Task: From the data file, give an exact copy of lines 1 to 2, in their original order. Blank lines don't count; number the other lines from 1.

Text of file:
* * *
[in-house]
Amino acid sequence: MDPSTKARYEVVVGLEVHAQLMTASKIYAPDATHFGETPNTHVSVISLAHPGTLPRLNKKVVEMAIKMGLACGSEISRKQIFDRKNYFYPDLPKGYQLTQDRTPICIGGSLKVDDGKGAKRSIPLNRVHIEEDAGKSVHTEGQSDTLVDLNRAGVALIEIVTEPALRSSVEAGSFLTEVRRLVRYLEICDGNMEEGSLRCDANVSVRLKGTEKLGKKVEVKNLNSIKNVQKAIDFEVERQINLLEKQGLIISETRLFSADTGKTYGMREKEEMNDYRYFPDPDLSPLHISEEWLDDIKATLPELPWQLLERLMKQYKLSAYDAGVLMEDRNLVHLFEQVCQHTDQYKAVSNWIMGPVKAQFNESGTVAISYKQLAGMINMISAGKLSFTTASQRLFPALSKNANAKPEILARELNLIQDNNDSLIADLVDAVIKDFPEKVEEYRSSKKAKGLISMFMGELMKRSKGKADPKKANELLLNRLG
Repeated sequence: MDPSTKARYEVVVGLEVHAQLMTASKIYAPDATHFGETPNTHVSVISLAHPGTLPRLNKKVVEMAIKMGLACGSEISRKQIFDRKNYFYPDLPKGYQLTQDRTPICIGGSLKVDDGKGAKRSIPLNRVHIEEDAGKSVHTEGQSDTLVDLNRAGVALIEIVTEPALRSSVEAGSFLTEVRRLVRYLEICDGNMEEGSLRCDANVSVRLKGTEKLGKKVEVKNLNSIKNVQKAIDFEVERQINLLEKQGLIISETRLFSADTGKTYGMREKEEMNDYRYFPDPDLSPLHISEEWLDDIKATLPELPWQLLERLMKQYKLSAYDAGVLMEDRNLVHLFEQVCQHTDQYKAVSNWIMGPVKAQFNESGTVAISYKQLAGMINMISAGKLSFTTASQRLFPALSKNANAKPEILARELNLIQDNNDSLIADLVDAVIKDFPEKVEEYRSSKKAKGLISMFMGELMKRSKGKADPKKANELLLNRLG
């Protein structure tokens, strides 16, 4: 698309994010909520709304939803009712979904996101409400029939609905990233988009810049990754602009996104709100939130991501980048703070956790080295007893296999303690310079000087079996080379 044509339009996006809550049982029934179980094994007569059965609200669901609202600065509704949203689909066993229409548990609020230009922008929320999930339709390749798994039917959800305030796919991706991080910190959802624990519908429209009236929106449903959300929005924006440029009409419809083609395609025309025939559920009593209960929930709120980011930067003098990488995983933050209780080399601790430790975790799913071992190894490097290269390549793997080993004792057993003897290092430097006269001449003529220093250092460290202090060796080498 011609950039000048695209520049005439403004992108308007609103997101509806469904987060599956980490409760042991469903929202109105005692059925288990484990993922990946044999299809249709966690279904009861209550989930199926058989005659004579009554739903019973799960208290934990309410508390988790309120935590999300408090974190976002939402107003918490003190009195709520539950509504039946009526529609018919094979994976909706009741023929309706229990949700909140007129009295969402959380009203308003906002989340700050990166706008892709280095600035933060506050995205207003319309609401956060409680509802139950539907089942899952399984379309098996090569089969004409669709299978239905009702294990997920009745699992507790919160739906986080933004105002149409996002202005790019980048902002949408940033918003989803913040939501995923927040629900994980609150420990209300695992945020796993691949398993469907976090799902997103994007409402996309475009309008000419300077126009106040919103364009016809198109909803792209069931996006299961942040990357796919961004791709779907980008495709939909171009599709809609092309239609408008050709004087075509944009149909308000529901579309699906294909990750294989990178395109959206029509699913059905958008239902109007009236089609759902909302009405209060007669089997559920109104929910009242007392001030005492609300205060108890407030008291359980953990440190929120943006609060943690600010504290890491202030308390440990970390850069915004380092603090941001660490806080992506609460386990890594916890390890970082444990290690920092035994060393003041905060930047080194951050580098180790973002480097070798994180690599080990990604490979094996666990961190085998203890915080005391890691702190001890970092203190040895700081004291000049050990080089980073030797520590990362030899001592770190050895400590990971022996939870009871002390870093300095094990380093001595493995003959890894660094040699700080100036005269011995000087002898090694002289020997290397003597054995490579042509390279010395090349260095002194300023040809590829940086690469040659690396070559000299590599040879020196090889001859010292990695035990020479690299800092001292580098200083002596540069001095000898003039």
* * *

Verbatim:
[in-house]
Amino acid sequence: MDPSTKARYEVVVGLEVHAQLMTASKIYAPDATHFGETPNTHVSVISLAHPGTLPRLNKKVVEMAIKMGLACGSEISRKQIFDRKNYFYPDLPKGYQLTQDRTPICIGGSLKVDDGKGAKRSIPLNRVHIEEDAGKSVHTEGQSDTLVDLNRAGVALIEIVTEPALRSSVEAGSFLTEVRRLVRYLEICDGNMEEGSLRCDANVSVRLKGTEKLGKKVEVKNLNSIKNVQKAIDFEVERQINLLEKQGLIISETRLFSADTGKTYGMREKEEMNDYRYFPDPDLSPLHISEEWLDDIKATLPELPWQLLERLMKQYKLSAYDAGVLMEDRNLVHLFEQVCQHTDQYKAVSNWIMGPVKAQFNESGTVAISYKQLAGMINMISAGKLSFTTASQRLFPALSKNANAKPEILARELNLIQDNNDSLIADLVDAVIKDFPEKVEEYRSSKKAKGLISMFMGELMKRSKGKADPKKANELLLNRLG